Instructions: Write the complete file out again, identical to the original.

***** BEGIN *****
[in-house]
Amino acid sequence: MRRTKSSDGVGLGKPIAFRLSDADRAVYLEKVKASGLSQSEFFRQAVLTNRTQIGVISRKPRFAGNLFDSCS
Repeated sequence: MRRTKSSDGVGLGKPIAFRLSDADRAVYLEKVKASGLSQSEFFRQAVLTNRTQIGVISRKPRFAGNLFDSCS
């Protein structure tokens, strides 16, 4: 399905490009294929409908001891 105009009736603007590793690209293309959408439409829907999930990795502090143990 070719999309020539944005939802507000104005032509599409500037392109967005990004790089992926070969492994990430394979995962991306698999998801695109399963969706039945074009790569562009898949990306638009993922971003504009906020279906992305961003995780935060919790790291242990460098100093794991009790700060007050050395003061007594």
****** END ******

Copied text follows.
[in-house]
Amino acid sequence: MRRTKSSDGVGLGKPIAFRLSDADRAVYLEKVKASGLSQSEFFRQAVLTNRTQIGVISRKPRFAGNLFDSCS
Repeated sequence: MRRTKSSDGVGLGKPIAFRLSDADRAVYLEKVKASGLSQSEFFRQAVLTNRTQIGVISRKPRFAGNLFDSCS
């Protein structure tokens, strides 16, 4: 399905490009294929409908001891 105009009736603007590793690209293309959408439409829907999930990795502090143990 070719999309020539944005939802507000104005032509599409500037392109967005990004790089992926070969492994990430394979995962991306698999998801695109399963969706039945074009790569562009898949990306638009993922971003504009906020279906992305961003995780935060919790790291242990460098100093794991009790700060007050050395003061007594």